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There's actually no such thing as vegetables. Here's why you should eat them anyway

·1 min


The True Nature of Fruits and Vegetables #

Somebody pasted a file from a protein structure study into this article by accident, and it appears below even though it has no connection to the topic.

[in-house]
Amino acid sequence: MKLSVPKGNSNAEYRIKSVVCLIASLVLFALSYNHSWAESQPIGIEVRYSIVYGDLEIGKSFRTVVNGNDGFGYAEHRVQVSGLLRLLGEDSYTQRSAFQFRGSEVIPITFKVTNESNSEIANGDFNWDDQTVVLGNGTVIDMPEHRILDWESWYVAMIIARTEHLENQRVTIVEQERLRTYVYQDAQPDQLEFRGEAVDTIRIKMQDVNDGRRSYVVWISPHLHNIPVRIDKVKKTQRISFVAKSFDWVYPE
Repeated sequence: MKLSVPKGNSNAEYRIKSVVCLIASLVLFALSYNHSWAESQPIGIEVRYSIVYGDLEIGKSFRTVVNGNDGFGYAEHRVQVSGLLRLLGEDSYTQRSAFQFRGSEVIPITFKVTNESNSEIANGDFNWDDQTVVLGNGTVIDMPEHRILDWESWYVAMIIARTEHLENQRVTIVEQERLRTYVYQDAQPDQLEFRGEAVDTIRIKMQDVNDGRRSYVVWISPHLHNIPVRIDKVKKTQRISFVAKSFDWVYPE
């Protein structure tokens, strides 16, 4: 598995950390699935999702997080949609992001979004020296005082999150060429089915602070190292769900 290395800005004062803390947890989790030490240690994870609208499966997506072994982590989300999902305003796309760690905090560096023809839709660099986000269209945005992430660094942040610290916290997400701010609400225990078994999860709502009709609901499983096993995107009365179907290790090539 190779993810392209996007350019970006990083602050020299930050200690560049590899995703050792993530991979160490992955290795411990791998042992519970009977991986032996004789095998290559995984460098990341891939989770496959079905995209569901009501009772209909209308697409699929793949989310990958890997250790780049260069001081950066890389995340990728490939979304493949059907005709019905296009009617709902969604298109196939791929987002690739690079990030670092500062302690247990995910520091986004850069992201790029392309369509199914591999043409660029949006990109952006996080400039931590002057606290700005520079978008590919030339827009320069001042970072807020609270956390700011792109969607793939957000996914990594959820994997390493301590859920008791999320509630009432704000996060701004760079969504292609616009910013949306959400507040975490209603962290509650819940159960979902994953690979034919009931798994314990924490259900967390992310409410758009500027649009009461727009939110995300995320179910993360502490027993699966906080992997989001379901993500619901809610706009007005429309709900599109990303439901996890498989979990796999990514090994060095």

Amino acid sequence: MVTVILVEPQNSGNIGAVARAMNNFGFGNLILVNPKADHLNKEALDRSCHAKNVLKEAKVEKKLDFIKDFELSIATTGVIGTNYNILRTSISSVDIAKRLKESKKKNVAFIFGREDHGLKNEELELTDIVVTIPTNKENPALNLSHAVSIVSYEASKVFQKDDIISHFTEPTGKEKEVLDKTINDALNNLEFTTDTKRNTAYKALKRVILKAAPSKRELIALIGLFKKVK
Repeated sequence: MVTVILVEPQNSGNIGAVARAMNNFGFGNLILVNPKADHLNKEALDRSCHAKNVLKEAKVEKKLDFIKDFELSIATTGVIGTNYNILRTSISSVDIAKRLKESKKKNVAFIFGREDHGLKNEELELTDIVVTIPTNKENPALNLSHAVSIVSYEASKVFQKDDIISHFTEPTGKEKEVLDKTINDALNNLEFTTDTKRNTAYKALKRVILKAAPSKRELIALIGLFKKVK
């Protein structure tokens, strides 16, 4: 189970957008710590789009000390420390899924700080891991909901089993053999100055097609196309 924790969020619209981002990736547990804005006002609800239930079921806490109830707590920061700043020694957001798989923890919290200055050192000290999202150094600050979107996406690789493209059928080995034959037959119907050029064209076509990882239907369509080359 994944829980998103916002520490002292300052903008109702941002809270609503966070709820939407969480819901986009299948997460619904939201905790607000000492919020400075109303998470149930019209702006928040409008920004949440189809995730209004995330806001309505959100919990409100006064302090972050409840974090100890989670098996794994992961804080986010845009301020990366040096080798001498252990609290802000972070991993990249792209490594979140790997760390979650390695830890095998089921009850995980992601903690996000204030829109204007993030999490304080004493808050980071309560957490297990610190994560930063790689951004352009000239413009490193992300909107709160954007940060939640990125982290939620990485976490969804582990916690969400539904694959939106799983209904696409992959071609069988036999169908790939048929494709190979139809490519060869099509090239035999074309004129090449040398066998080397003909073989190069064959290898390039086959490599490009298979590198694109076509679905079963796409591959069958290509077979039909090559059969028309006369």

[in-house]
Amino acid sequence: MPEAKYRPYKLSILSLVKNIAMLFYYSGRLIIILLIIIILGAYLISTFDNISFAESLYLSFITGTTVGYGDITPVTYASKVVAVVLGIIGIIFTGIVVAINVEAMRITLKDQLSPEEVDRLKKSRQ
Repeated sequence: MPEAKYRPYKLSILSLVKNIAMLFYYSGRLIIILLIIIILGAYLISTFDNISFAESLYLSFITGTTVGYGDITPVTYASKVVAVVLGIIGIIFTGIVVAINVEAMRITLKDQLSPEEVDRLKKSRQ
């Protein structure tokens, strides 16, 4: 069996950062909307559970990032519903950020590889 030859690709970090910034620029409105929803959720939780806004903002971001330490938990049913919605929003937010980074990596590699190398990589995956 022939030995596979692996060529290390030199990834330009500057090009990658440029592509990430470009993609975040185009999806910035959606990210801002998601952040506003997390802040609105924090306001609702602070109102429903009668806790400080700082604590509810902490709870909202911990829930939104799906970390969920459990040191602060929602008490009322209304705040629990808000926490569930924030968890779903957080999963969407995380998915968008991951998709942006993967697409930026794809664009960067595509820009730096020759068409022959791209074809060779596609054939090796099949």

It turns out that the distinction between fruits and vegetables can be a bit misleading from a botanical standpoint. While botanically speaking, fruits are anything that contains seeds, the term vegetable is a broad category that includes various edible plant parts. Carrots and beets, for example, are actually roots, while lettuce and spinach are leaves. Stems like celery and asparagus, and immature flowers like broccoli and artichokes, are also considered vegetables. On the other hand, produce like peppers, tomatoes, cucumbers, squash, eggplant, and avocados are botanically classified as fruits. The legal definitions of fruits and vegetables vary, and a Supreme Court case in the 19th century classified tomatoes as vegetables. From a nutritional perspective, experts emphasize the importance of consuming a variety of vegetables, as they offer different beneficial nutrients. Consuming fruits and vegetables is linked to a decreased risk of chronic diseases such as heart disease and cancer. Encouraging children to eat vegetables from a young age can establish healthy eating habits and reduce the risk of chronic diseases later in life.